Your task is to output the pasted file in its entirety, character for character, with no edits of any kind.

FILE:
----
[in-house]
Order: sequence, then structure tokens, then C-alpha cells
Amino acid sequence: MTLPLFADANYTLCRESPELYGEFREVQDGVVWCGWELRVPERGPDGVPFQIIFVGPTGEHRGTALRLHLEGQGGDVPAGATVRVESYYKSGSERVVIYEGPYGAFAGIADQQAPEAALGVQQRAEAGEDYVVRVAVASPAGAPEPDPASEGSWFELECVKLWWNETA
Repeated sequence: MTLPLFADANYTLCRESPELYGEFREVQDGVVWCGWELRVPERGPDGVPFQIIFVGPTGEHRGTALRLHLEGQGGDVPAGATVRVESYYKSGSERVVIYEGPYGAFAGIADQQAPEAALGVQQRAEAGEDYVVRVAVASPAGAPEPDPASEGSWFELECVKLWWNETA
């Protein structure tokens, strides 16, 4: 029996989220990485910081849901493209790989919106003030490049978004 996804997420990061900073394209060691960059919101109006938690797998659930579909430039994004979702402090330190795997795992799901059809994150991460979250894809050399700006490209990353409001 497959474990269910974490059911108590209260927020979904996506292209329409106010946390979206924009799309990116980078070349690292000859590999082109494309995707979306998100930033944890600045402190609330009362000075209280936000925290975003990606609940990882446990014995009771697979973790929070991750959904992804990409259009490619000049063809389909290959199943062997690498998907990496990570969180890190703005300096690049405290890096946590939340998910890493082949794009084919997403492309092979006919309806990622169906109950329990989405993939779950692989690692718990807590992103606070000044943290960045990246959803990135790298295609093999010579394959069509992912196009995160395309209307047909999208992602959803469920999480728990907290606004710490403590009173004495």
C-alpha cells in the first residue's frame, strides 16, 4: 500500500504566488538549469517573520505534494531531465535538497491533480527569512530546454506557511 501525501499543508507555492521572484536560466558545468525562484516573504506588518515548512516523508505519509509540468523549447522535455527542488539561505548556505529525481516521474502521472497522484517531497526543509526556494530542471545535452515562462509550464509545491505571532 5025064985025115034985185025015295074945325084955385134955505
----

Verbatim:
[in-house]
Order: sequence, then structure tokens, then C-alpha cells
Amino acid sequence: MTLPLFADANYTLCRESPELYGEFREVQDGVVWCGWELRVPERGPDGVPFQIIFVGPTGEHRGTALRLHLEGQGGDVPAGATVRVESYYKSGSERVVIYEGPYGAFAGIADQQAPEAALGVQQRAEAGEDYVVRVAVASPAGAPEPDPASEGSWFELECVKLWWNETA
Repeated sequence: MTLPLFADANYTLCRESPELYGEFREVQDGVVWCGWELRVPERGPDGVPFQIIFVGPTGEHRGTALRLHLEGQGGDVPAGATVRVESYYKSGSERVVIYEGPYGAFAGIADQQAPEAALGVQQRAEAGEDYVVRVAVASPAGAPEPDPASEGSWFELECVKLWWNETA
């Protein structure tokens, strides 16, 4: 029996989220990485910081849901493209790989919106003030490049978004 996804997420990061900073394209060691960059919101109006938690797998659930579909430039994004979702402090330190795997795992799901059809994150991460979250894809050399700006490209990353409001 497959474990269910974490059911108590209260927020979904996506292209329409106010946390979206924009799309990116980078070349690292000859590999082109494309995707979306998100930033944890600045402190609330009362000075209280936000925290975003990606609940990882446990014995009771697979973790929070991750959904992804990409259009490619000049063809389909290959199943062997690498998907990496990570969180890190703005300096690049405290890096946590939340998910890493082949794009084919997403492309092979006919309806990622169906109950329990989405993939779950692989690692718990807590992103606070000044943290960045990246959803990135790298295609093999010579394959069509992912196009995160395309209307047909999208992602959803469920999480728990907290606004710490403590009173004495």
C-alpha cells in the first residue's frame, strides 16, 4: 500500500504566488538549469517573520505534494531531465535538497491533480527569512530546454506557511 501525501499543508507555492521572484536560466558545468525562484516573504506588518515548512516523508505519509509540468523549447522535455527542488539561505548556505529525481516521474502521472497522484517531497526543509526556494530542471545535452515562462509550464509545491505571532 5025064985025115034985185025015295074945325084955385134955505